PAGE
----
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If your Windows Server 2003 box is hardened to only accept IAS requests with host-based firewall restrictions on all other ports and you install no other services on a Windows 2003 box, you can literally keep an IAS RADIUS server up for years of zero downtime or reboots.
One of IAS' biggest competitors in the Enterprise market is Cisco ACS which people often assume they must use if they're using Cisco networking equipment which simply isn't true.
Your Cisco network equipment works perfectly fine so long as you avoid proprietary, less-secure harder-to-deploy protocols, like LEAP or EAP-FAST.
Furthermore, the stability of ACS is questionable and there is an endless patch cycle for it since it has been plagued with security vulnerabilities and bugs.
I've spent my share of time troubleshooting ACS and many hours on tech support.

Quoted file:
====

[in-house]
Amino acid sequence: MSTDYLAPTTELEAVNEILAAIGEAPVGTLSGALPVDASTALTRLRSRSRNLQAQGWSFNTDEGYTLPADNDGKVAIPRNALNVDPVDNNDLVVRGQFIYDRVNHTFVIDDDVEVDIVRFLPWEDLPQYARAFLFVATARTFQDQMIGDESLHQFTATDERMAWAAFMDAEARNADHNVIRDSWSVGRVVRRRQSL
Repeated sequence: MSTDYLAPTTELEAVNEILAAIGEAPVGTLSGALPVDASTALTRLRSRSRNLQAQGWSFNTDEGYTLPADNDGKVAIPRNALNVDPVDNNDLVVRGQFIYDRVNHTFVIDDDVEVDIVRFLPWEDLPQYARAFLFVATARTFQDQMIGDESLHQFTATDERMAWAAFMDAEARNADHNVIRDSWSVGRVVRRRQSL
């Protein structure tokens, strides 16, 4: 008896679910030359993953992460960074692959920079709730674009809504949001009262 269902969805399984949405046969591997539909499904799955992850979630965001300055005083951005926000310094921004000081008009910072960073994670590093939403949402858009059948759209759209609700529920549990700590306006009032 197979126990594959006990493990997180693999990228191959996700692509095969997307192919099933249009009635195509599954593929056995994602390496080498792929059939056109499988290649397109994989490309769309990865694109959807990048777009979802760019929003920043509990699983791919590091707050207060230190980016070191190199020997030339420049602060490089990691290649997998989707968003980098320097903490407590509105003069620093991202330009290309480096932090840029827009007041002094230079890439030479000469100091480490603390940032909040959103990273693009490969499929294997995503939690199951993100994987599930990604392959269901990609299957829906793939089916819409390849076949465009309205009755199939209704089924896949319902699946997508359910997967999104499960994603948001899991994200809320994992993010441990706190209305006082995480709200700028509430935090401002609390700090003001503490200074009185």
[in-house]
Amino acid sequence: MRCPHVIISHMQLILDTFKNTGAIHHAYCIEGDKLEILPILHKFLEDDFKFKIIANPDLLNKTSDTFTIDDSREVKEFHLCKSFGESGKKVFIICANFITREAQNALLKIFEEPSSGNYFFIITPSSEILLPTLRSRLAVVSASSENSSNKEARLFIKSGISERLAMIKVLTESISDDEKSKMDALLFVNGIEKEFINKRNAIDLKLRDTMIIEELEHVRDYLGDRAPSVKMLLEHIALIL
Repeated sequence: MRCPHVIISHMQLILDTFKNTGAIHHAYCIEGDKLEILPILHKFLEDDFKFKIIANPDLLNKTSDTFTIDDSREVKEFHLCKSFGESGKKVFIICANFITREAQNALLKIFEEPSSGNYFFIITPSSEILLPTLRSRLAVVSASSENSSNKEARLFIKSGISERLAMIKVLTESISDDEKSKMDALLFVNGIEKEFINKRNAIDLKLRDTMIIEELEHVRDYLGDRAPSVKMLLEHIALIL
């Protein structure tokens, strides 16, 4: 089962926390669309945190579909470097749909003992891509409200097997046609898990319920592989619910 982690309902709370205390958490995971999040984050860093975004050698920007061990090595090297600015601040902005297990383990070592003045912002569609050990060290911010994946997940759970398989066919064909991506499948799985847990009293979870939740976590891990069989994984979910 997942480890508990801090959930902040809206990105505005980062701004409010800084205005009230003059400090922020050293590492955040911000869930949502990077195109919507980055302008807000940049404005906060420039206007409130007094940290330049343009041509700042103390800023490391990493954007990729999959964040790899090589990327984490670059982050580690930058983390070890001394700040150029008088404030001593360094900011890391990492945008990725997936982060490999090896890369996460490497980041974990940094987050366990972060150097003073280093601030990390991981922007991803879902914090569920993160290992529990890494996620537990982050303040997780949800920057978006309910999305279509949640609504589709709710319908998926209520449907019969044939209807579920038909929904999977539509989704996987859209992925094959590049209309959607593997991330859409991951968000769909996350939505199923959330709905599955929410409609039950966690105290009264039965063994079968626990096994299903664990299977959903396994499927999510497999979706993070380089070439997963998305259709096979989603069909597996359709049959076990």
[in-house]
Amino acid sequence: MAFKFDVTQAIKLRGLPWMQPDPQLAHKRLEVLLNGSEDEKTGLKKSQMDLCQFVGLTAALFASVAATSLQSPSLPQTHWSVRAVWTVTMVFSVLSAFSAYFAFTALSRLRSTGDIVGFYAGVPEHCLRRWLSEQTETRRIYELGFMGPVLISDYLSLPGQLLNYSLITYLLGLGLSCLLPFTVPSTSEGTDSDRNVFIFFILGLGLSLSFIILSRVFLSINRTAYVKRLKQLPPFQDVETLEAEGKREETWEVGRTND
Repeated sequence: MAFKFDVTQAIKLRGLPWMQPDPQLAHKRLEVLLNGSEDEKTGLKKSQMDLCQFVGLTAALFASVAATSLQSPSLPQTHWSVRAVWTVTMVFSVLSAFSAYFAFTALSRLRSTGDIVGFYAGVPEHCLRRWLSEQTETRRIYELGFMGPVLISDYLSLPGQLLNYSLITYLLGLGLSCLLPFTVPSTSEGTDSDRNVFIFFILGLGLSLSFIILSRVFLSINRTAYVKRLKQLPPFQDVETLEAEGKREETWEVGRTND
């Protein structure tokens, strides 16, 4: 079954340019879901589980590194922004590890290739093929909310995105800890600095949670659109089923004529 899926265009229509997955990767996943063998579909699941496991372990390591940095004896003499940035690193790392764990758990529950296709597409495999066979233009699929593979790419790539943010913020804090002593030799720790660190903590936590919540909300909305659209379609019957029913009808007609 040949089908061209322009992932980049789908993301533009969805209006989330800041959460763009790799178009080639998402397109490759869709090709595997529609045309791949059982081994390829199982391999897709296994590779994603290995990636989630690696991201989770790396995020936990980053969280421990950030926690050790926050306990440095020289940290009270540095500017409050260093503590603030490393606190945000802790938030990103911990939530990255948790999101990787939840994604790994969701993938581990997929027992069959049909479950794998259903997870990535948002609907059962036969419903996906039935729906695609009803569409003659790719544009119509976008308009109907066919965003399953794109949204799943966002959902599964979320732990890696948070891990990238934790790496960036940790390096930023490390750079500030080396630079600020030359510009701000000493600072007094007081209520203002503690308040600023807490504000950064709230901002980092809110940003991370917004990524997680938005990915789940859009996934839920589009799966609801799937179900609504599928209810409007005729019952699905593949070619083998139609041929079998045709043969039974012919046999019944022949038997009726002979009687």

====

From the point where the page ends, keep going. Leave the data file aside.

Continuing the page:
I have had a lot of hands-on experience with Cisco ACS.The latest version of Cisco ACS 4.x currently has two unpatched security vulnerabilities one of which is critical.Version 3.x and 2.x also have their share of critical vulnerabilities some of which are unpatched as of December 10, 2006.Cisco ACS also lacks the ability to act as a relay RADIUS server which limits its ability to serve in a more robust multi-tier RADIUS environment.You need that ability to link to multiple Active Directories or other user directories that are not tied to each other.ACS also costs around 00 per copy whereas Microsoft IAS comes with Windows Server 2003.